CardioVascular and Interventional Radiology

, Volume 18, Issue 2, pp 135–136 | Cite as

Re: Histological analysis of atherectomy specimens: an opportunity neglected to guide therapy preventing restenosis

  • Xiaoming Yang
  • Hannu Manninen
  • Seppo Solmakallio
Letter to the Editor


Intimal Hyperplasia Nonmuscle Myosin Saphenous Vein Bypass Coronary Smooth Muscle Coronary Restenosis 
These keywords were added by machine and not by the authors. This process is experimental and the keywords may be updated as the learning algorithm improves.


  1. 1.
    Waller BF, Johnson DE, Schnitt SJ, Pinkerton CA, Simpson JB, Baira DS (1993) Histologic analysis of directional coronary atherectomy samples: A review of findings and their clinical relevance. Am J Cardiol 72:80E-87EPubMedCrossRefGoogle Scholar
  2. 2.
    Höfling B, Welsch U. Heimerl J, Gonchior P, Bauredel G (1993) Analysis of atherectomy specimens. Am J Cardiol72:96E-107EPubMedCrossRefGoogle Scholar
  3. 3.
    Miller MJ, Kuntz RE,-Friedrich SP, Leidig GA, Fishman RF, Schnitt SJ, Bairn DS, Safian RD (1993) Frequency and consequences of intimai hyperplasia in specimens retrieved by directional atherectomy of native primary coronary artery stenoses and subsequent restenoses. Am J Cardiol 71:652–658PubMedCrossRefGoogle Scholar
  4. 4.
    Brien ER, Alpers CE, Stewart DK, Ferguson M, Tran N, Gordon D, Benditt EP, Hinohara T, Simpson JB, Schwartz SM (1993) Proliferation in primary and restenotic coronary atherectomy tissue: Implications for antiproliferative therapy. Circ Res 73:223–231Google Scholar
  5. 5.
    Garratt KN, Edwards WD, Kaufmann UP, Vlietstra RE, Holmes DR Jr (1991) Differential histopathology of primary atherosclerotic and restenotic lesions in coronary arteries and saphenous vein bypass grafts: Analysis of tissue obtained from 73 patients by directional atherectomy. J Am Coll Cardiol 17:442–448PubMedCrossRefGoogle Scholar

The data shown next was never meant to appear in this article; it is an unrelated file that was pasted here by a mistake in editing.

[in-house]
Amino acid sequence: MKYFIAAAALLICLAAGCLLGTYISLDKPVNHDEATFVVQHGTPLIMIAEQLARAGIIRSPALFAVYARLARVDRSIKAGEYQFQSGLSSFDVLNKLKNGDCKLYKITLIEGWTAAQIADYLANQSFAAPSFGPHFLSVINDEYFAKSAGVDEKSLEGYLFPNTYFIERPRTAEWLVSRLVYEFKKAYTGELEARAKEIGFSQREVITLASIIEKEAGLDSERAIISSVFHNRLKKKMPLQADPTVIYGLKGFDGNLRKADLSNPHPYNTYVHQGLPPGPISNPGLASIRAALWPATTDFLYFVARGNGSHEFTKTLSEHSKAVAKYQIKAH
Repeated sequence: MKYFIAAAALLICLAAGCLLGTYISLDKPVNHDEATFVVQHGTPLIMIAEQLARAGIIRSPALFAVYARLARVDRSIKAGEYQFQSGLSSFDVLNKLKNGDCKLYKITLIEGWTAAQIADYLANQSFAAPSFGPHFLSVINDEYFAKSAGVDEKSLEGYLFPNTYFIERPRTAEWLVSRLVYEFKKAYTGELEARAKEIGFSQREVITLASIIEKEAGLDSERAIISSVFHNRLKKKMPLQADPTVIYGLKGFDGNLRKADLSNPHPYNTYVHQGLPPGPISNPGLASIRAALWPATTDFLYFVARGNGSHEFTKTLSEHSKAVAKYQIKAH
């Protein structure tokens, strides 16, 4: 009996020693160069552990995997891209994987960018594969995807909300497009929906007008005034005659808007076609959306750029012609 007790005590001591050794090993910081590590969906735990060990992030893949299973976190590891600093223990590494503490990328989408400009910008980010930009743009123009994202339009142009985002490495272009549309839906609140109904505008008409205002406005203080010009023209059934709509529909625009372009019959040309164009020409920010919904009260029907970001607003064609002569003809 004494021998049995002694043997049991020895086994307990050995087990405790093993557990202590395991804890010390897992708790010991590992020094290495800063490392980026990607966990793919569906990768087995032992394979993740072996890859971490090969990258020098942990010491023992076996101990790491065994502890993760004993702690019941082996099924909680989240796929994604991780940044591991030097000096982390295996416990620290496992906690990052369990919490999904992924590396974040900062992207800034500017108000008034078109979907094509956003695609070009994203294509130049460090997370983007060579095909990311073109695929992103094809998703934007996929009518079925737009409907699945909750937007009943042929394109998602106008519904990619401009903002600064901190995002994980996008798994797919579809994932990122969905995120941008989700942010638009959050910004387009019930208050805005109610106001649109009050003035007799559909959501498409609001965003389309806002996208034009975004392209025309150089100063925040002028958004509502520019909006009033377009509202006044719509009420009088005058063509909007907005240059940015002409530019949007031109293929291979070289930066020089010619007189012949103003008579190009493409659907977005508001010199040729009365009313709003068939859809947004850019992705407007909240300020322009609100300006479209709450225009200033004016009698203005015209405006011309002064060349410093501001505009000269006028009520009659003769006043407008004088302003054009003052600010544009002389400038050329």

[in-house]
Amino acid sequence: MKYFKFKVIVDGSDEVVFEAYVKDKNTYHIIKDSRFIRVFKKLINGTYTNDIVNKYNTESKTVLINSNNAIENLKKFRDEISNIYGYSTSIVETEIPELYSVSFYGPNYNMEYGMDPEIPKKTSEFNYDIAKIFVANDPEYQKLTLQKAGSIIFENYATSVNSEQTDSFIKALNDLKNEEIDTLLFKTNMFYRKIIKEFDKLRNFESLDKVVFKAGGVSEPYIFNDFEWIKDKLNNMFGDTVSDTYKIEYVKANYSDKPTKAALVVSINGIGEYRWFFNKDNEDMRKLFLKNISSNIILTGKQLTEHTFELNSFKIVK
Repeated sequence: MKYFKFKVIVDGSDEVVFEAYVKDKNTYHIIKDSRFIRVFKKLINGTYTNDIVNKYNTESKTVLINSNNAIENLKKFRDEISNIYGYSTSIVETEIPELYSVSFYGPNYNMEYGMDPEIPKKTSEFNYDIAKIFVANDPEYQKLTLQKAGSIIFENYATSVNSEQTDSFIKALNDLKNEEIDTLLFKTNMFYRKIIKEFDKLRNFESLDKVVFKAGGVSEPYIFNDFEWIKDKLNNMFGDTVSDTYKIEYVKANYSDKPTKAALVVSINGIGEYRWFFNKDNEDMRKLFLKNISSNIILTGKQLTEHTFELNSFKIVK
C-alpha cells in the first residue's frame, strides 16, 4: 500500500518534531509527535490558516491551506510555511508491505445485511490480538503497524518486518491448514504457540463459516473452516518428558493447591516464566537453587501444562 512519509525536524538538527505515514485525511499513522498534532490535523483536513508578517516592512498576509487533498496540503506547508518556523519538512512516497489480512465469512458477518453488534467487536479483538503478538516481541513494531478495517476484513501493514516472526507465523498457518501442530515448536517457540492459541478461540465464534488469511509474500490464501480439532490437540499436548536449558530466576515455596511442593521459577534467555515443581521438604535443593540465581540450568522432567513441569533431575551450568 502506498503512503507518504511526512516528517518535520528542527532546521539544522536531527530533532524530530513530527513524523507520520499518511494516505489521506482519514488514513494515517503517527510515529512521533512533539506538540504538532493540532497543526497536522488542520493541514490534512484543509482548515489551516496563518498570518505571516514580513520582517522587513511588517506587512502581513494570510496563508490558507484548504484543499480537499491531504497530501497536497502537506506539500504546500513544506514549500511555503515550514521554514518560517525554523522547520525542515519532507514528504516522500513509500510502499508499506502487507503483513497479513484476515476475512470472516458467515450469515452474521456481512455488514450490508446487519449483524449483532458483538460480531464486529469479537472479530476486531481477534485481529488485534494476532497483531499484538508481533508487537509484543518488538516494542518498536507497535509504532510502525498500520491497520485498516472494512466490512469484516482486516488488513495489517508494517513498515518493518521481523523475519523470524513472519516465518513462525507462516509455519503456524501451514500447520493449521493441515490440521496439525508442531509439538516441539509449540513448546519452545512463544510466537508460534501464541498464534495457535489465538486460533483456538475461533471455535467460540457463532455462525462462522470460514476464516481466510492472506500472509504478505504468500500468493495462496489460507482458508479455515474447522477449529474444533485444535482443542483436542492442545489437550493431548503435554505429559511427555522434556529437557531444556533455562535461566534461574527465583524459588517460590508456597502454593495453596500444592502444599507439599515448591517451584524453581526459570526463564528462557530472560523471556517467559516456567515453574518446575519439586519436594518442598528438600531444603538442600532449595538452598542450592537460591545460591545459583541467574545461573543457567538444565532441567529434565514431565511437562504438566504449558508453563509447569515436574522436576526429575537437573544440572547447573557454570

6. 6.
    Bauriedel G, Windsterter U, Demaio SJ Jr, Kandolf R, Hofling B (1992) Migratory activity of human smooth muscle cells cultivated from coronary and peripheral primary and restenotic lesions removed by percutaneous atherectomy. Circulation 85: 554–564PubMedGoogle Scholar
  7. 7.
    Simons M, Ledere G, Safian RD Isner JM, Weir L, Baim DS (1993) Relation between activated smooth-muscle cells in coronary-artery lesions and restenosis after atherectomy. N Engl J Med328:608–613PubMedCrossRefGoogle Scholar
  8. 8.
    Schnitt SJ, Safian RD, Kuntz RE, Schmidt DA, Bairn DS (1992) Histologie findings in specimens obtained by percutaneous directional coronary atherectomy. Hum Pathol23:415–420PubMedCrossRefGoogle Scholar
  9. 9.
    Grant MB, Wargovich TJ, Ellis EA, Caballero S, Mansour M, Pepine CJ (1994) Localization of insulin-like growth factor I and inhibition of coronary smooth muscle cell growth by somatostatin analogues in human coronary smooth muscle cells: A potential treatment for restenosis? Circulation 89:1511–1517PubMedGoogle Scholar
  10. 10.
    Voisard R, Seitzer U, Baur R, Dartsch PC, Osterhues H, Hoher M, Hombach V (1994) Corticosteroid agents inhibit proliferation of smooth muscle cells from human atherosclerotic arteries in vitro. Int J Cardiol 43:257–267PubMedCrossRefGoogle Scholar

Copyright information

© Springer-Verlag New York Inc 1995

Authors and Affiliations

  • Xiaoming Yang
    • 1
  • Hannu Manninen
    • 1
  • Seppo Solmakallio
    • 1
  1. 1.Department of Clinical Radiology KuopioUniversity Hospital KuopioFinland

Personalised recommendations